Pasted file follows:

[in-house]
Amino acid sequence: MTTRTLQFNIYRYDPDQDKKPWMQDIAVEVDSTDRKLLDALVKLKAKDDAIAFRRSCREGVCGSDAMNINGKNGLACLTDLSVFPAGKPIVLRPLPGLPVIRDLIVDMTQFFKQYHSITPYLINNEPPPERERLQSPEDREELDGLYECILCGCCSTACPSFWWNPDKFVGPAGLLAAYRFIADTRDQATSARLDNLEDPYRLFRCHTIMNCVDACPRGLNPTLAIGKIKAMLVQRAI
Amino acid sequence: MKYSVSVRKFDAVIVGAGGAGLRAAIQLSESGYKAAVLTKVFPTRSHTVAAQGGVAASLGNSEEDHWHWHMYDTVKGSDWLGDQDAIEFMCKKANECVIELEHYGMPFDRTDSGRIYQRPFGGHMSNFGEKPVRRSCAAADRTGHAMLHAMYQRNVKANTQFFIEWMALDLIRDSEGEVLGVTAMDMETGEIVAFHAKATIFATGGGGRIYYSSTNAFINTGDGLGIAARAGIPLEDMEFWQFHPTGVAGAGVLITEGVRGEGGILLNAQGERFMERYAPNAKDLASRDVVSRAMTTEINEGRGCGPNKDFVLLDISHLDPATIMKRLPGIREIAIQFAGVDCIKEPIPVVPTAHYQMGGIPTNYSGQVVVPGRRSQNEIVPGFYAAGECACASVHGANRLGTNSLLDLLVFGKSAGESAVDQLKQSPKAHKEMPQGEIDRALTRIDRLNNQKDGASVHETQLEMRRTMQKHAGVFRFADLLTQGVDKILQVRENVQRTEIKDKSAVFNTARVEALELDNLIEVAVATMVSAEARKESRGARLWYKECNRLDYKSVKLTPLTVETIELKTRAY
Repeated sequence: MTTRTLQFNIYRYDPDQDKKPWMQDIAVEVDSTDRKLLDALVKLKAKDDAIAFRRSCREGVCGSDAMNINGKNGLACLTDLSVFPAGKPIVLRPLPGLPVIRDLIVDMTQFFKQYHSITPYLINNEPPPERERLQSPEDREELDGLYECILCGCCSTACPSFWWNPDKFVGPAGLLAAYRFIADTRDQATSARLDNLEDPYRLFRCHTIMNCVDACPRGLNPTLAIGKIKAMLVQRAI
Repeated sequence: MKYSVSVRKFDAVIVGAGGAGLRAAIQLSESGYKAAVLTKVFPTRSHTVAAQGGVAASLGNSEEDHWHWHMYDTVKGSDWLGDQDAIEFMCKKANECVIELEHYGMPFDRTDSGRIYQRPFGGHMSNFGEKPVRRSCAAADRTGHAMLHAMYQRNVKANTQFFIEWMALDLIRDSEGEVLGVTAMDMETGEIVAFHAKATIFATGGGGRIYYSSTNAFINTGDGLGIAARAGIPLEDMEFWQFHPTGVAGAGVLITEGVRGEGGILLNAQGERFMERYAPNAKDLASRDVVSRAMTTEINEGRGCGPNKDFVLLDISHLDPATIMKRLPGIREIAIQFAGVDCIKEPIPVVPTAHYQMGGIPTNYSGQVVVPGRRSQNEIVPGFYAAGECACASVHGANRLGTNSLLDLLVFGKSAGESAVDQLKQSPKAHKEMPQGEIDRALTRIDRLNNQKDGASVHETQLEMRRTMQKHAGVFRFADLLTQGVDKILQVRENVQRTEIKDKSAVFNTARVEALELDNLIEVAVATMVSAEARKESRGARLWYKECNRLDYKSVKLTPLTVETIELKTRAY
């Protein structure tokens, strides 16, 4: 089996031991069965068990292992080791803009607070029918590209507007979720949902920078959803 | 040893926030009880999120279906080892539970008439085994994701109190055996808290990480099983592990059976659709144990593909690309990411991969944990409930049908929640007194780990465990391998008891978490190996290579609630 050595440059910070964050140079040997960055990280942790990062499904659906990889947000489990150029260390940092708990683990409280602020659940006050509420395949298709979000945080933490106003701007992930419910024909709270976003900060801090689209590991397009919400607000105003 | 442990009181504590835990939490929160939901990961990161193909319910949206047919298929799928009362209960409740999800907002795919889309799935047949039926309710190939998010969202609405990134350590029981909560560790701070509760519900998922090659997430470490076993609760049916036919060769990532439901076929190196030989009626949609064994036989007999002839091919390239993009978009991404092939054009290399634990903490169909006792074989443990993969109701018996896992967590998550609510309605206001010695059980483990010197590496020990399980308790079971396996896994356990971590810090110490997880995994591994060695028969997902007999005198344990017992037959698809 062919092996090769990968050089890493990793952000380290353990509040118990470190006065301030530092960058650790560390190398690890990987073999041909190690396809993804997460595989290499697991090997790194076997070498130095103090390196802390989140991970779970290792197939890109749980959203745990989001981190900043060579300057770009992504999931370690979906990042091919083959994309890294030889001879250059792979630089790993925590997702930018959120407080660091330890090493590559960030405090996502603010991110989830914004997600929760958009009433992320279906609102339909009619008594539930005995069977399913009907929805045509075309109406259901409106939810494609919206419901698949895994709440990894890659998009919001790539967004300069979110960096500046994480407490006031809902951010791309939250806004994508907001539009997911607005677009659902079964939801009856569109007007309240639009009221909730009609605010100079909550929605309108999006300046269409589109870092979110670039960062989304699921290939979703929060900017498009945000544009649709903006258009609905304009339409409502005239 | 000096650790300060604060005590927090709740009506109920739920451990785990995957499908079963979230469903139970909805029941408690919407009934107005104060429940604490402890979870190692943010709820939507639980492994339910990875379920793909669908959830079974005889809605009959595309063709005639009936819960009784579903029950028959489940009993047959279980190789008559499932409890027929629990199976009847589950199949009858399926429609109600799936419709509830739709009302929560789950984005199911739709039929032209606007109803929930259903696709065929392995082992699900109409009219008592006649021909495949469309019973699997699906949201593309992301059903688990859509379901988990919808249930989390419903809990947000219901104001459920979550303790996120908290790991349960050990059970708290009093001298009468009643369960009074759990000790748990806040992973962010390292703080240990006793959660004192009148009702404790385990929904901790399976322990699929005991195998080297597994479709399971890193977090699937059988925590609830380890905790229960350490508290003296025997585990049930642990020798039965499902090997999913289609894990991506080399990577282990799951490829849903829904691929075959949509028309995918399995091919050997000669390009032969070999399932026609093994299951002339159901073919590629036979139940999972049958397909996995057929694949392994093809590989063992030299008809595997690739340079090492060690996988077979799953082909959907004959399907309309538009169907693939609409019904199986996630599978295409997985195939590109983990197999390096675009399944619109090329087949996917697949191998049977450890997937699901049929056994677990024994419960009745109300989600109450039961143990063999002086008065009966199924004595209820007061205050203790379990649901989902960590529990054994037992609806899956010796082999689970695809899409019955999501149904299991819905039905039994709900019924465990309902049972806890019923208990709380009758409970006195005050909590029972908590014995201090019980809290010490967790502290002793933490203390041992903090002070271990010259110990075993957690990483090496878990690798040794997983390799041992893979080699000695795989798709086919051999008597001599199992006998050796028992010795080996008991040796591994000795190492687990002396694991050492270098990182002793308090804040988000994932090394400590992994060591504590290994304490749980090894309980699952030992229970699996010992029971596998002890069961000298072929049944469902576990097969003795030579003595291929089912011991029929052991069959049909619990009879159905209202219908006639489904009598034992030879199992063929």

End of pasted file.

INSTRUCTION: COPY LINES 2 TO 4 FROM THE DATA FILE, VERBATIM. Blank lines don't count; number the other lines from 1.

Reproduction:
Amino acid sequence: MTTRTLQFNIYRYDPDQDKKPWMQDIAVEVDSTDRKLLDALVKLKAKDDAIAFRRSCREGVCGSDAMNINGKNGLACLTDLSVFPAGKPIVLRPLPGLPVIRDLIVDMTQFFKQYHSITPYLINNEPPPERERLQSPEDREELDGLYECILCGCCSTACPSFWWNPDKFVGPAGLLAAYRFIADTRDQATSARLDNLEDPYRLFRCHTIMNCVDACPRGLNPTLAIGKIKAMLVQRAI
Amino acid sequence: MKYSVSVRKFDAVIVGAGGAGLRAAIQLSESGYKAAVLTKVFPTRSHTVAAQGGVAASLGNSEEDHWHWHMYDTVKGSDWLGDQDAIEFMCKKANECVIELEHYGMPFDRTDSGRIYQRPFGGHMSNFGEKPVRRSCAAADRTGHAMLHAMYQRNVKANTQFFIEWMALDLIRDSEGEVLGVTAMDMETGEIVAFHAKATIFATGGGGRIYYSSTNAFINTGDGLGIAARAGIPLEDMEFWQFHPTGVAGAGVLITEGVRGEGGILLNAQGERFMERYAPNAKDLASRDVVSRAMTTEINEGRGCGPNKDFVLLDISHLDPATIMKRLPGIREIAIQFAGVDCIKEPIPVVPTAHYQMGGIPTNYSGQVVVPGRRSQNEIVPGFYAAGECACASVHGANRLGTNSLLDLLVFGKSAGESAVDQLKQSPKAHKEMPQGEIDRALTRIDRLNNQKDGASVHETQLEMRRTMQKHAGVFRFADLLTQGVDKILQVRENVQRTEIKDKSAVFNTARVEALELDNLIEVAVATMVSAEARKESRGARLWYKECNRLDYKSVKLTPLTVETIELKTRAY
Repeated sequence: MTTRTLQFNIYRYDPDQDKKPWMQDIAVEVDSTDRKLLDALVKLKAKDDAIAFRRSCREGVCGSDAMNINGKNGLACLTDLSVFPAGKPIVLRPLPGLPVIRDLIVDMTQFFKQYHSITPYLINNEPPPERERLQSPEDREELDGLYECILCGCCSTACPSFWWNPDKFVGPAGLLAAYRFIADTRDQATSARLDNLEDPYRLFRCHTIMNCVDACPRGLNPTLAIGKIKAMLVQRAI